Filing a 2012 tax return 2. Filing a 2012 tax return   Accounting Periods and Methods Table of Contents Introduction Useful Items - You may want to see: Accounting Periods Accounting MethodsCash Method Accrual Method Combination Method Inventories Uniform Capitalization Rules Special Methods Change in Accounting Method Introduction You must figure your taxable income and file an income tax return for an annual accounting period called a tax year. Filing a 2012 tax return Also, you must consistently use an accounting method that clearly shows your income and expenses for the tax year. Filing a 2012 tax return Useful Items - You may want to see: Publication 538 Accounting Periods and Methods See chapter 12 for information about getting publications and forms. Filing a 2012 tax return Accounting Periods When preparing a statement of income and expenses (generally your income tax return), you must use your books and records for a specific interval of time called an accounting period. Filing a 2012 tax return The annual accounting period for your income tax return is called a tax year. Filing a 2012 tax return You can use one of the following tax years. Filing a 2012 tax return A calendar tax year. Filing a 2012 tax return A fiscal tax year. Filing a 2012 tax return Unless you have a required tax year, you adopt a tax year by filing your first income tax return using that tax year. Filing a 2012 tax return A required tax year is a tax year required under the Internal Revenue Code or the Income Tax Regulations. Filing a 2012 tax return Calendar tax year. Filing a 2012 tax return   A calendar tax year is 12 consecutive months beginning January 1 and ending December 31. Filing a 2012 tax return   You must adopt the calendar tax year if any of the following apply. Filing a 2012 tax return You do not keep books. Filing a 2012 tax return You have no annual accounting period. Filing a 2012 tax return Your present tax year does not qualify as a fiscal year. Filing a 2012 tax return Your use of the calendar tax year is required under the Internal Revenue Code or the Income Tax Regulations. Filing a 2012 tax return   If you filed your first income tax return using the calendar tax year and you later begin business as a sole proprietor, you must continue to use the calendar tax year unless you get IRS approval to change it or are otherwise allowed to change it without IRS approval. Filing a 2012 tax return For more information, see Change in tax year, later. Filing a 2012 tax return   If you adopt the calendar tax year, you must maintain your books and records and report your income and expenses for the period from January 1 through December 31 of each year. Filing a 2012 tax return Fiscal tax year. Filing a 2012 tax return   A fiscal tax year is 12 consecutive months ending on the last day of any month except December. Filing a 2012 tax return A 52-53-week tax year is a fiscal tax year that varies from 52 to 53 weeks but does not have to end on the last day of a month. Filing a 2012 tax return   If you adopt a fiscal tax year, you must maintain your books and records and report your income and expenses using the same tax year. Filing a 2012 tax return   For more information on a fiscal tax year, including a 52-53-week tax year, see Publication 538. Filing a 2012 tax return Change in tax year. Filing a 2012 tax return   Generally, you must file Form 1128, Application To Adopt, Change, or Retain a Tax Year, to request IRS approval to change your tax year. Filing a 2012 tax return See the Instructions for Form 1128 for exceptions. Filing a 2012 tax return If you qualify for an automatic approval request, a user fee is not required. Filing a 2012 tax return If you do not qualify for automatic approval, a ruling must be requested. Filing a 2012 tax return See the instructions for Form 1128 for information about user fees if you are requesting a ruling. Filing a 2012 tax return Accounting Methods An accounting method is a set of rules used to determine when and how income and expenses are reported. Filing a 2012 tax return Your accounting method includes not only the overall method of accounting you use, but also the accounting treatment you use for any material item. Filing a 2012 tax return You choose an accounting method for your business when you file your first income tax return that includes a Schedule C for the business. Filing a 2012 tax return After that, if you want to change your accounting method, you must generally get IRS approval. Filing a 2012 tax return See Change in Accounting Method, later. Filing a 2012 tax return Kinds of methods. Filing a 2012 tax return   Generally, you can use any of the following accounting methods. Filing a 2012 tax return Cash method. Filing a 2012 tax return An accrual method. Filing a 2012 tax return Special methods of accounting for certain items of income and expenses. Filing a 2012 tax return Combination method using elements of two or more of the above. Filing a 2012 tax return You must use the same accounting method to figure your taxable income and to keep your books. Filing a 2012 tax return Also, you must use an accounting method that clearly shows your income. Filing a 2012 tax return Business and personal items. Filing a 2012 tax return   You can account for business and personal items under different accounting methods. Filing a 2012 tax return For example, you can figure your business income under an accrual method, even if you use the cash method to figure personal items. Filing a 2012 tax return Two or more businesses. Filing a 2012 tax return   If you have two or more separate and distinct businesses, you can use a different accounting method for each if the method clearly reflects the income of each business. Filing a 2012 tax return They are separate and distinct only if you maintain complete and separate books and records for each business. Filing a 2012 tax return Cash Method Most individuals and many sole proprietors with no inventory use the cash method because they find it easier to keep cash method records. Filing a 2012 tax return However, if an inventory is necessary to account for your income, you must generally use an accrual method of accounting for sales and purchases. Filing a 2012 tax return For more information, see Inventories, later. Filing a 2012 tax return Income Under the cash method, include in your gross income all items of income you actually or constructively receive during your tax year. Filing a 2012 tax return If you receive property or services, you must include their fair market value in income. Filing a 2012 tax return Example. Filing a 2012 tax return On December 30, 2012, Mrs. Filing a 2012 tax return Sycamore sent you a check for interior decorating services you provided to her. Filing a 2012 tax return You received the check on January 2, 2013. Filing a 2012 tax return You must include the amount of the check in income for 2013. Filing a 2012 tax return Constructive receipt. Filing a 2012 tax return   You have constructive receipt of income when an amount is credited to your account or made available to you without restriction. Filing a 2012 tax return You do not need to have possession of it. Filing a 2012 tax return If you authorize someone to be your agent and receive income for you, you are treated as having received it when your agent received it. Filing a 2012 tax return Example. Filing a 2012 tax return Interest is credited to your bank account in December 2013. Filing a 2012 tax return You do not withdraw it or enter it into your passbook until 2014. Filing a 2012 tax return You must include it in your gross income for 2013. Filing a 2012 tax return Delaying receipt of income. Filing a 2012 tax return   You cannot hold checks or postpone taking possession of similar property from one tax year to another to avoid paying tax on the income. Filing a 2012 tax return You must report the income in the year the property is received or made available to you without restriction. Filing a 2012 tax return Example. Filing a 2012 tax return Frances Jones, a service contractor, was entitled to receive a $10,000 payment on a contract in December 2013. Filing a 2012 tax return She was told in December that her payment was available. Filing a 2012 tax return At her request, she was not paid until January 2014. Filing a 2012 tax return She must include this payment in her 2013 income because it was constructively received in 2013. Filing a 2012 tax return Checks. Filing a 2012 tax return   Receipt of a valid check by the end of the tax year is constructive receipt of income in that year, even if you cannot cash or deposit the check until the following year. Filing a 2012 tax return Example. Filing a 2012 tax return Dr. Filing a 2012 tax return Redd received a check for $500 on December 31, 2013, from a patient. Filing a 2012 tax return She could not deposit the check in her business account until January 2, 2014. Filing a 2012 tax return She must include this fee in her income for 2013. Filing a 2012 tax return Debts paid by another person or canceled. Filing a 2012 tax return   If your debts are paid by another person or are canceled by your creditors, you may have to report part or all of this debt relief as income. Filing a 2012 tax return If you receive income in this way, you constructively receive the income when the debt is canceled or paid. Filing a 2012 tax return For more information, see Canceled Debt under Kinds of Income in chapter 5. Filing a 2012 tax return Repayment of income. Filing a 2012 tax return   If you include an amount in income and in a later year you have to repay all or part of it, you can usually deduct the repayment in the year in which you make it. Filing a 2012 tax return If the amount you repay is over $3,000, a special rule applies. Filing a 2012 tax return For details about the special rule, see Repayments in chapter 11 of Publication 535, Business Expenses. Filing a 2012 tax return Expenses Under the cash method, you generally deduct expenses in the tax year in which you actually pay them. Filing a 2012 tax return This includes business expenses for which you contest liability. Filing a 2012 tax return However, you may not be able to deduct an expense paid in advance or you may be required to capitalize certain costs, as explained later under Uniform Capitalization Rules. Filing a 2012 tax return Expenses paid in advance. Filing a 2012 tax return   You can deduct an expense you pay in advance only in the year to which it applies. Filing a 2012 tax return Example. Filing a 2012 tax return You are a calendar year taxpayer and you pay $1,000 in 2013 for a business insurance policy effective for one year, beginning July 1. Filing a 2012 tax return You can deduct $500 in 2013 and $500 in 2014. Filing a 2012 tax return Accrual Method Under an accrual method of accounting, you generally report income in the year earned and deduct or capitalize expenses in the year incurred. Filing a 2012 tax return The purpose of an accrual method of accounting is to match income and expenses in the correct year. Filing a 2012 tax return Income—General Rule Under an accrual method, you generally include an amount in your gross income for the tax year in which all events that fix your right to receive the income have occurred and you can determine the amount with reasonable accuracy. Filing a 2012 tax return Example. Filing a 2012 tax return You are a calendar year accrual method taxpayer. Filing a 2012 tax return You sold a computer on December 28, 2013. Filing a 2012 tax return You billed the customer in the first week of January 2014, but you did not receive payment until February 2014. Filing a 2012 tax return You must include the amount received for the computer in your 2013 income. Filing a 2012 tax return Income—Special Rules The following are special rules that apply to advance payments, estimating income, and changing a payment schedule for services. Filing a 2012 tax return Estimated income. Filing a 2012 tax return   If you include a reasonably estimated amount in gross income, and later determine the exact amount is different, take the difference into account in the tax year in which you make the determination. Filing a 2012 tax return Change in payment schedule for services. Filing a 2012 tax return   If you perform services for a basic rate specified in a contract, you must accrue the income at the basic rate, even if you agree to receive payments at a lower rate until you complete the services and then receive the difference. Filing a 2012 tax return Advance payments for services. Filing a 2012 tax return   Generally, you report an advance payment for services to be performed in a later tax year as income in the year you receive the payment. Filing a 2012 tax return However, if you receive an advance payment for services you agree to perform by the end of the next tax year, you can elect to postpone including the advance payment in income until the next tax year. Filing a 2012 tax return However, you cannot postpone including any payment beyond that tax year. Filing a 2012 tax return   For more information, see Advance Payment for Services under Accrual Method in Publication 538. Filing a 2012 tax return That publication also explains special rules for reporting the following types of income. Filing a 2012 tax return Advance payments for service agreements. Filing a 2012 tax return Prepaid rent. Filing a 2012 tax return Advance payments for sales. Filing a 2012 tax return   Special rules apply to including income from advance payments on agreements for future sales or other dispositions of goods you hold primarily for sale to your customers in the ordinary course of your business. Filing a 2012 tax return If the advance payments are for contracts involving both the sale and service of goods, it may be necessary to treat them as two agreements. Filing a 2012 tax return An agreement includes a gift certificate that can be redeemed for goods. Filing a 2012 tax return Treat amounts that are due and payable as amounts you received. Filing a 2012 tax return   You generally include an advance payment in income for the tax year in which you receive it. Filing a 2012 tax return However, you can use an alternative method. Filing a 2012 tax return For information about the alternative method, see Publication 538. Filing a 2012 tax return Expenses Under an accrual method of accounting, you generally deduct or capitalize a business expense when both the following apply. Filing a 2012 tax return The all-events test has been met. Filing a 2012 tax return The test has been met when: All events have occurred that fix the fact of liability, and The liability can be determined with reasonable accuracy. Filing a 2012 tax return Economic performance has occurred. Filing a 2012 tax return Economic performance. Filing a 2012 tax return   You generally cannot deduct or capitalize a business expense until economic performance occurs. Filing a 2012 tax return If your expense is for property or services provided to you, or for your use of property, economic performance occurs as the property or services are provided or as the property is used. Filing a 2012 tax return If your expense is for property or services you provide to others, economic performance occurs as you provide the property or services. Filing a 2012 tax return An exception allows certain recurring items to be treated as incurred during a tax year even though economic performance has not occurred. Filing a 2012 tax return For more information on economic performance, see Economic Performance under Accrual Method in Publication 538. Filing a 2012 tax return Example. Filing a 2012 tax return You are a calendar year taxpayer and use an accrual method of accounting. Filing a 2012 tax return You buy office supplies in December 2013. Filing a 2012 tax return You receive the supplies and the bill in December, but you pay the bill in January 2014. Filing a 2012 tax return You can deduct the expense in 2013 because all events that fix the fact of liability have occurred, the amount of the liability could be reasonably determined, and economic performance occurred in that year. Filing a 2012 tax return Your office supplies may qualify as a recurring expense. Filing a 2012 tax return In that case, you can deduct them in 2013 even if the supplies are not delivered until 2014 (when economic performance occurs). Filing a 2012 tax return Keeping inventories. Filing a 2012 tax return   When the production, purchase, or sale of merchandise is an income-producing factor in your business, you must generally take inventories into account at the beginning and the end of your tax year. Filing a 2012 tax return If you must account for an inventory, you must generally use an accrual method of accounting for your purchases and sales. Filing a 2012 tax return For more information, see Inventories , later. Filing a 2012 tax return Special rule for related persons. Filing a 2012 tax return   You cannot deduct business expenses and interest owed to a related person who uses the cash method of accounting until you make the payment and the corresponding amount is includible in the related person's gross income. Filing a 2012 tax return Determine the relationship, for this rule, as of the end of the tax year for which the expense or interest would otherwise be deductible. Filing a 2012 tax return If a deduction is not allowed under this rule, the rule will continue to apply even if your relationship with the person ends before the expense or interest is includible in the gross income of that person. Filing a 2012 tax return   Related persons include members of your immediate family, including only brothers and sisters (either whole or half), your spouse, ancestors, and lineal descendants. Filing a 2012 tax return For a list of other related persons, see section 267 of the Internal Revenue Code. Filing a 2012 tax return Combination Method You can generally use any combination of cash, accrual, and special methods of accounting if the combination clearly shows your income and expenses and you use it consistently. Filing a 2012 tax return However, the following restrictions apply. Filing a 2012 tax return If an inventory is necessary to account for your income, you must generally use an accrual method for purchases and sales. Filing a 2012 tax return (See, however, Inventories, later. Filing a 2012 tax return ) You can use the cash method for all other items of income and expenses. Filing a 2012 tax return If you use the cash method for figuring your income, you must use the cash method for reporting your expenses. Filing a 2012 tax return If you use an accrual method for reporting your expenses, you must use an accrual method for figuring your income. Filing a 2012 tax return If you use a combination method that includes the cash method, treat that combination method as the cash method. Filing a 2012 tax return Inventories Generally, if you produce, purchase, or sell merchandise in your business, you must keep an inventory and use the accrual method for purchases and sales of merchandise. Filing a 2012 tax return However, the following taxpayers can use the cash method of accounting even if they produce, purchase, or sell merchandise. Filing a 2012 tax return These taxpayers can also account for inventoriable items as materials and supplies that are not incidental (discussed later). Filing a 2012 tax return A qualifying taxpayer under Revenue Procedure 2001-10 in Internal Revenue Bulletin 2001-2. Filing a 2012 tax return A qualifying small business taxpayer under Revenue Procedure 2002-28 in Internal Revenue Bulletin 2002-18. Filing a 2012 tax return Qualifying taxpayer. Filing a 2012 tax return   You are a qualifying taxpayer if: Your average annual gross receipts for each prior tax year ending on or after December 17, 1998, is $1 million or less. Filing a 2012 tax return (Your average annual gross receipts for a tax year is figured by adding the gross receipts for that tax year and the 2 preceding tax years and dividing by 3. Filing a 2012 tax return ) Your business is not a tax shelter, as defined under section 448(d)(3) of the Internal Revenue Code. Filing a 2012 tax return Qualifying small business taxpayer. Filing a 2012 tax return   You are a qualifying small business taxpayer if: Your average annual gross receipts for each prior tax year ending on or after December 31, 2000, is more than $1 million but not more than $10 million. Filing a 2012 tax return (Your average annual gross receipts for a tax year is figured by adding the gross receipts for that tax year and the 2 preceding tax years and dividing the total by 3. Filing a 2012 tax return ) You are not prohibited from using the cash method under section 448 of the Internal Revenue Code. Filing a 2012 tax return Your principal business activity is an eligible business (described in Publication 538 and Revenue Procedure 2002-28). Filing a 2012 tax return Business not owned or not in existence for 3 years. Filing a 2012 tax return   If you did not own your business for all of the 3-tax-year period used in figuring your average annual gross receipts, include the period of any predecessor. Filing a 2012 tax return If your business has not been in existence for the 3-tax-year period, base your average on the period it has existed including any short tax years, annualizing the short tax year's gross receipts. Filing a 2012 tax return Materials and supplies that are not incidental. Filing a 2012 tax return   If you account for inventoriable items as materials and supplies that are not incidental, you will deduct the cost of the items you would otherwise include in inventory in the year you sell the items, or the year you pay for them, whichever is later. Filing a 2012 tax return If you are a producer, you can use any reasonable method to estimate the raw material in your work in process and finished goods on hand at the end of the year to determine the raw material used to produce finished goods that were sold during the year. Filing a 2012 tax return Changing accounting method. Filing a 2012 tax return   If you are a qualifying taxpayer or qualifying small business taxpayer and want to change to the cash method or to account for inventoriable items as non-incidental materials and supplies, you must file Form 3115, Application for Change in Accounting Method. Filing a 2012 tax return See Change in Accounting Method, later. Filing a 2012 tax return More information. Filing a 2012 tax return    For more information about the qualifying taxpayer exception, see Revenue Procedure 2001-10 in Internal Revenue Bulletin 2001-2. Filing a 2012 tax return For more information about the qualifying small business taxpayer exception, see Revenue Procedure 2002-28 in Internal Revenue Bulletin 2002-18. Filing a 2012 tax return Items included in inventory. Filing a 2012 tax return   If you are required to account for inventories, include the following items when accounting for your inventory. Filing a 2012 tax return Merchandise or stock in trade. Filing a 2012 tax return Raw materials. Filing a 2012 tax return Work in process. Filing a 2012 tax return Finished products. Filing a 2012 tax return Supplies that physically become a part of the item intended for sale. Filing a 2012 tax return Valuing inventory. Filing a 2012 tax return   You must value your inventory at the beginning and end of each tax year to determine your cost of goods sold (Schedule C, line 42). Filing a 2012 tax return To determine the value of your inventory, you need a method for identifying the items in your inventory and a method for valuing these items. Filing a 2012 tax return   Inventory valuation rules cannot be the same for all kinds of businesses. Filing a 2012 tax return The method you use to value your inventory must conform to generally accepted accounting principles for similar businesses and must clearly reflect income. Filing a 2012 tax return Your inventory practices must be consistent from year to year. Filing a 2012 tax return More information. Filing a 2012 tax return   For more information about inventories, see Publication 538. Filing a 2012 tax return Uniform Capitalization Rules Under the uniform capitalization rules, you must capitalize the direct costs and part of the indirect costs for production or resale activities. Filing a 2012 tax return Include these costs in the basis of property you produce or acquire for resale, rather than claiming them as a current deduction. Filing a 2012 tax return You recover the costs through depreciation, amortization, or cost of goods sold when you use, sell, or otherwise dispose of the property. Filing a 2012 tax return Activities subject to the uniform capitalization rules. Filing a 2012 tax return   You may be subject to the uniform capitalization rules if you do any of the following, unless the property is produced for your use other than in a business or an activity carried on for profit. Filing a 2012 tax return Produce real or tangible personal property. Filing a 2012 tax return For this purpose, tangible personal property includes a film, sound recording, video tape, book, or similar property. Filing a 2012 tax return Acquire property for resale. Filing a 2012 tax return Exceptions. Filing a 2012 tax return   These rules do not apply to the following property. Filing a 2012 tax return Personal property you acquire for resale if your average annual gross receipts are $10 million or less. Filing a 2012 tax return Property you produce if you meet either of the following conditions. Filing a 2012 tax return Your indirect costs of producing the property are $200,000 or less. Filing a 2012 tax return You use the cash method of accounting and do not account for inventories. Filing a 2012 tax return For more information, see Inventories, earlier. Filing a 2012 tax return Special Methods There are special methods of accounting for certain items of income or expense. Filing a 2012 tax return These include the following. Filing a 2012 tax return Amortization, discussed in chapter 8 of Publication 535, Business Expenses. Filing a 2012 tax return Bad debts, discussed in chapter 10 of Publication 535. Filing a 2012 tax return Depletion, discussed in chapter 9 of Publication 535. Filing a 2012 tax return Depreciation, discussed in Publication 946, How To Depreciate Property. Filing a 2012 tax return Installment sales, discussed in Publication 537, Installment Sales. Filing a 2012 tax return Change in Accounting Method Once you have set up your accounting method, you must generally get IRS approval before you can change to another method. Filing a 2012 tax return A change in your accounting method includes a change in: Your overall method, such as from cash to an accrual method, and Your treatment of any material item. Filing a 2012 tax return To get approval, you must file Form 3115, Application for Change in Accounting Method. Filing a 2012 tax return You can get IRS approval to change an accounting method under either the automatic change procedures or the advance consent request procedures. Filing a 2012 tax return You may have to pay a user fee. Filing a 2012 tax return For more information, see the form instructions. Filing a 2012 tax return Automatic change procedures. Filing a 2012 tax return   Certain taxpayers can presume to have IRS approval to change their method of accounting. Filing a 2012 tax return The approval is granted for the tax year for which the taxpayer requests a change (year of change), if the taxpayer complies with the provisions of the automatic change procedures. Filing a 2012 tax return No user fee is required for an application filed under an automatic change procedure generally covered in Revenue Procedure 2002-9. Filing a 2012 tax return   Generally, you must use Form 3115 to request an automatic change. Filing a 2012 tax return For more information, see the Instructions for Form 3115. Filing a 2012 tax return Prev  Up  Next   Home   More Online Publications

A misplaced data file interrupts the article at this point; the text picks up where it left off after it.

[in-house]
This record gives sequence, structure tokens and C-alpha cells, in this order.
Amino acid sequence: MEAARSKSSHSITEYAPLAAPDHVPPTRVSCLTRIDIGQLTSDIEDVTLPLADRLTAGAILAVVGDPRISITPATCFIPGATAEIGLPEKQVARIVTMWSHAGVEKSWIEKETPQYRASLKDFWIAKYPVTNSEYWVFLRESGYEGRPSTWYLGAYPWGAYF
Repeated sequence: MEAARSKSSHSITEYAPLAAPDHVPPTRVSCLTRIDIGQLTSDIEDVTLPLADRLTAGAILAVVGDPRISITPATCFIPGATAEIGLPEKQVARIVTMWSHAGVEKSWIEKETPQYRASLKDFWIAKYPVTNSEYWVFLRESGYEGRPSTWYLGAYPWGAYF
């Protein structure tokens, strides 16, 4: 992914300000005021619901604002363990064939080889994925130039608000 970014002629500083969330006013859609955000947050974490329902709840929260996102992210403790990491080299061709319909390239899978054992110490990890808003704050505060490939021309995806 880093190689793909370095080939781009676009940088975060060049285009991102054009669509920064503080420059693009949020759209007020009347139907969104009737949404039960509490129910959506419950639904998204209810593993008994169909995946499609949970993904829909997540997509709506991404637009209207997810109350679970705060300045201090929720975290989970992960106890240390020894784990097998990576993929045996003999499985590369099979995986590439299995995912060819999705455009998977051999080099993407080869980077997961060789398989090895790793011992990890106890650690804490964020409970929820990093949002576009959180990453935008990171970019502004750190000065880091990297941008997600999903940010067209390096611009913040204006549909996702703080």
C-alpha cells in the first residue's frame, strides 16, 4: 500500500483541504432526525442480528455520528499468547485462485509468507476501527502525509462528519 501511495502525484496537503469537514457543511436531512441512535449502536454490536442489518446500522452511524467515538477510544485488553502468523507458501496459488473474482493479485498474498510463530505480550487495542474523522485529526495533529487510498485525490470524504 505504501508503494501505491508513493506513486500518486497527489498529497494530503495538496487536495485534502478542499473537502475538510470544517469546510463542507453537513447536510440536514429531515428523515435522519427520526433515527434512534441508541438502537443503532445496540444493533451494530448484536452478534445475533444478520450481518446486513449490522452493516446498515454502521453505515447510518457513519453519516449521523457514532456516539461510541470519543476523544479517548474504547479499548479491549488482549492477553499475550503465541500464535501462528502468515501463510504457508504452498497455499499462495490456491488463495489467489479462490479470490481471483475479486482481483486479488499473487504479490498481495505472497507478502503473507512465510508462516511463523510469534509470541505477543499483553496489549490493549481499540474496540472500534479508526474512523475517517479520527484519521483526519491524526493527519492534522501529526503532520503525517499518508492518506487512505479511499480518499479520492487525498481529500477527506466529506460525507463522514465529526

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The Filing A 2012 Tax Return

Filing a 2012 tax return 17. Filing a 2012 tax return   How To Get Tax Help Table of Contents Go online, use a smart phone, call or walk in to an office near you. Filing a 2012 tax return Whether it's help with a tax issue, preparing your tax return or picking up a free publication or form, get the help you need the way you want it. Filing a 2012 tax return Free help with your tax return. Filing a 2012 tax return   Free help in preparing your return is available nationwide from IRS-certified volunteers. Filing a 2012 tax return The Volunteer Income Tax Assistance (VITA) program is designed to help low-to-moderate income, elderly, persons with disabilities, and limited English proficient taxpayers. Filing a 2012 tax return The Tax Counseling for the Elderly (TCE) program is designed to assist taxpayers age 60 and older with their tax returns. Filing a 2012 tax return Most VITA and TCE sites offer free electronic filing and all volunteers will let you know about credits and deductions you may be entitled to claim. Filing a 2012 tax return Some VITA and TCE sites provide taxpayers the opportunity to prepare their return with the assistance of an IRS-certified volunteer. Filing a 2012 tax return To find the nearest VITA or TCE site, visit IRS. Filing a 2012 tax return gov or call 1-800-906-9887. Filing a 2012 tax return   As part of the TCE program, AARP offers the Tax-Aide counseling program. Filing a 2012 tax return To find the nearest AARP Tax-Aide site, visit AARP's website at www. Filing a 2012 tax return aarp. Filing a 2012 tax return org/money/taxaide or call 1-888-227-7669. Filing a 2012 tax return   For more information on these programs, go to IRS. Filing a 2012 tax return gov and enter “VITA” in the search box. Filing a 2012 tax return Internet. Filing a 2012 tax return IRS. Filing a 2012 tax return gov and IRS2Go are ready when you are — every day, every night, 24 hours a day, 7 days a week. Filing a 2012 tax return Apply for an Employer Identification Number (EIN). Filing a 2012 tax return Go to IRS. Filing a 2012 tax return gov and enter Apply for an EIN in the search box. Filing a 2012 tax return Request an Electronic Filing PIN by going to IRS. Filing a 2012 tax return gov and entering Electronic Filing PIN in the search box. Filing a 2012 tax return Download forms, instructions, and publications, including some accessible versions. Filing a 2012 tax return Order free transcripts of your tax returns or tax account using the Order a Transcript tool on IRS. Filing a 2012 tax return gov or IRS2Go. Filing a 2012 tax return Tax return and tax account transcripts are generally available for the current year and past three years. Filing a 2012 tax return Locate the nearest Taxpayer Assistance Center using the Office Locator tool on IRS. Filing a 2012 tax return gov or IRS2Go. Filing a 2012 tax return Stop by most business days for face-to-face tax help, no appointment necessary — just walk in. Filing a 2012 tax return An employee can explain IRS letters, request adjustments to your tax account or help you set up a payment plan. Filing a 2012 tax return Before you visit, check the Office Locator for the address, phone number, hours of operation and the services provided. Filing a 2012 tax return If you have an ongoing tax account problem or a special need, such as a disability, you can request an appointment. Filing a 2012 tax return Call the local number listed in the Office Locator, or look in the phone book under United States Government, Internal Revenue Service. Filing a 2012 tax return Locate the nearest volunteer help site with the VITA Locator Tool on IRS. Filing a 2012 tax return gov. Filing a 2012 tax return Low-to-moderate income, elderly, persons with disabilities, and limited English proficient taxpayers can get free help with their tax return from the nationwide Volunteer Income Tax Assistance (VITA) program. Filing a 2012 tax return The Tax Counseling for the Elderly (TCE) program helps taxpayers 60 and older with their tax returns. Filing a 2012 tax return Most VITA and TCE sites offer free electronic filing and some provide IRS-certified volunteers who can help prepare your tax return. Filing a 2012 tax return AARP offers the Tax-Aide counseling program as part of the TCE program. Filing a 2012 tax return Visit AARP's website to find the nearest Tax-Aide location. Filing a 2012 tax return Research your tax questions. Filing a 2012 tax return Search publications and instructions by topic or keyword. Filing a 2012 tax return Read the Internal Revenue Code, regulations, or other official guidance. Filing a 2012 tax return Read Internal Revenue Bulletins. Filing a 2012 tax return Sign up to receive local and national tax news by email. Filing a 2012 tax return Phone. Filing a 2012 tax return You can call the IRS, or you can carry it in your pocket with the IRS2Go app on your smart phone or tablet. Filing a 2012 tax return   Call the Business and Specialty Tax line for questions at 1-800-829-4933. Filing a 2012 tax return Download the free IRS2Go mobile app from the iTunes app store or from Google Play. Filing a 2012 tax return Use it to watch the IRS YouTube channel, get IRS news as soon as it's released to the public, order transcripts of your tax returns or tax account, check your refund status, subscribe to filing season updates or daily tax tips, and follow the IRS Twitter news feed, @IRSnews, to get the latest federal tax news, including information about tax law changes and important IRS programs. Filing a 2012 tax return Call to locate the nearest volunteer help site, 1-800-906-9887. Filing a 2012 tax return Low-to-moderate income, elderly, persons with disabilities, and limited English proficient taxpayers can get free help with their tax return from the nationwide Volunteer Income Tax Assistance (VITA) program. Filing a 2012 tax return The Tax Counseling for the Elderly (TCE) program helps taxpayers 60 and older with their tax returns. Filing a 2012 tax return Most VITA and TCE sites offer free electronic filing. Filing a 2012 tax return Some VITA and TCE sites provide IRS-certified volunteers who can help prepare your tax return. Filing a 2012 tax return Through the TCE program, AARP offers the Tax-Aide counseling program; call 1-888-227-7669 to find the nearest Tax-Aide location. Filing a 2012 tax return Call to order forms, instructions and publications, 1-800-TAX-FORM (1-800-829-3676) to order current-year forms, instructions and publications, and prior-year forms and instructions (limited to 5 years). Filing a 2012 tax return You should receive your order within 10 business days. Filing a 2012 tax return Call to order transcripts of your tax returns or tax account, 1-800-908-9946. Filing a 2012 tax return Follow the prompts to provide your Employer Identification Number, street address and ZIP code. Filing a 2012 tax return Call for TeleTax topics, 1-800-829-4477, to listen to pre-recorded messages covering various tax topics. Filing a 2012 tax return Call using TTY/TDD equipment, 1-800-829-4059 to ask tax questions or order forms and publications. Filing a 2012 tax return The TTY/TDD telephone number is for people who are deaf, hard of hearing, or have a speech disability. Filing a 2012 tax return These individuals can also contact the IRS through relay services such as the Federal Relay Service available at www. Filing a 2012 tax return gsa. Filing a 2012 tax return gov/fedrelay. Filing a 2012 tax return Walk-in. Filing a 2012 tax return You can find a selection of forms, publications and services — in-person, face-to-face. Filing a 2012 tax return   Products. Filing a 2012 tax return You can walk in to some post offices, libraries, and IRS offices to pick up certain forms, instructions, and publications. Filing a 2012 tax return Some IRS offices, libraries, and city and county government offices have a collection of products available to photocopy from reproducible proofs. Filing a 2012 tax return Services. Filing a 2012 tax return You can walk in to your local TAC most business days for personal, face-to-face tax help. Filing a 2012 tax return An employee can explain IRS letters, request adjustments to your tax account, or help you set up a payment plan. Filing a 2012 tax return If you need to resolve a tax problem, have questions about how the tax law applies to your individual tax return, or you are more comfortable talking with someone in person, visit your local TAC where you can talk with an IRS representative face-to-face. Filing a 2012 tax return No appointment is necessary—just walk in. Filing a 2012 tax return Before visiting, check www. Filing a 2012 tax return irs. Filing a 2012 tax return gov/localcontacts for hours of operation and services provided. Filing a 2012 tax return Mail. Filing a 2012 tax return You can send your order for forms, instructions, and publications to the address below. Filing a 2012 tax return You should receive a response within 10 days after your request is received. Filing a 2012 tax return  Internal Revenue Service 1201 N. Filing a 2012 tax return Mitsubishi Motorway Bloomington, IL 61705-6613 The Taxpayer Advocate Service Is Here to Help You. Filing a 2012 tax return   The Taxpayer Advocate Service (TAS) is your voice at the IRS. Filing a 2012 tax return Our job is to ensure that every taxpayer is treated fairly and that you know and understand your rights. Filing a 2012 tax return What can TAS do for you?   We can offer you free help with IRS problems that you can't resolve on your own. Filing a 2012 tax return We know this process can be confusing, but the worst thing you can do is nothing at all! TAS can help if you can't resolve your tax problem and: Your problem is causing financial difficulties for you, your family, or your business. Filing a 2012 tax return You face (or your business is facing) an immediate threat of adverse action. Filing a 2012 tax return You've tried repeatedly to contact the IRS but no one has responded, or the IRS hasn't responded by the date promised. Filing a 2012 tax return   If you qualify for our help, you'll be assigned to one advocate who'll be with you at every turn and will do everything possible to resolve your problem. Filing a 2012 tax return Here's why we can help: TAS is an independent organization within the IRS. Filing a 2012 tax return Our advocates know how to work with the IRS. Filing a 2012 tax return Our services are free and tailored to meet your needs. Filing a 2012 tax return We have offices in every state, the District of Columbia, and Puerto Rico. Filing a 2012 tax return How can you reach us?   If you think TAS can help you, call your local advocate, whose number is in your local directory and at www. Filing a 2012 tax return irs. Filing a 2012 tax return gov/advocate, or call us toll-free at 1-877-777-4778. Filing a 2012 tax return How else does TAS help taxpayers?   TAS also works to resolve large-scale, systemic problems that affect many taxpayers. Filing a 2012 tax return If you know of one of these broad issues, please report it to us through our Systemic Advocacy Management System at www. Filing a 2012 tax return irs. Filing a 2012 tax return gov/sams. Filing a 2012 tax return Low Income Taxpayer Clinics. Filing a 2012 tax return   Low Income Taxpayer Clinics (LITCs) serve individuals whose income is below a certain level and need to resolve tax problems such as audits, appeals, and tax collection disputes. Filing a 2012 tax return Some clinics can provide information about taxpayer rights and responsibilities in different languages for individuals who speak English as a second language. Filing a 2012 tax return Visit www. Filing a 2012 tax return TaxpayerAdvocate. Filing a 2012 tax return irs. Filing a 2012 tax return gov or see IRS Publication 4134, Low Income Taxpayer Clinic List. Filing a 2012 tax return Small Business and Self-Employed Tax Center. Filing a 2012 tax return This online guide is a must for every small business owner or any taxpayer about to start a business. Filing a 2012 tax return  The information is updated during the year. Filing a 2012 tax return Visit www. Filing a 2012 tax return irs. Filing a 2012 tax return gov/Businesses/Small-Businesses-&-Self-Employed. Filing a 2012 tax return Prev  Up  Next   Home   More Online Publications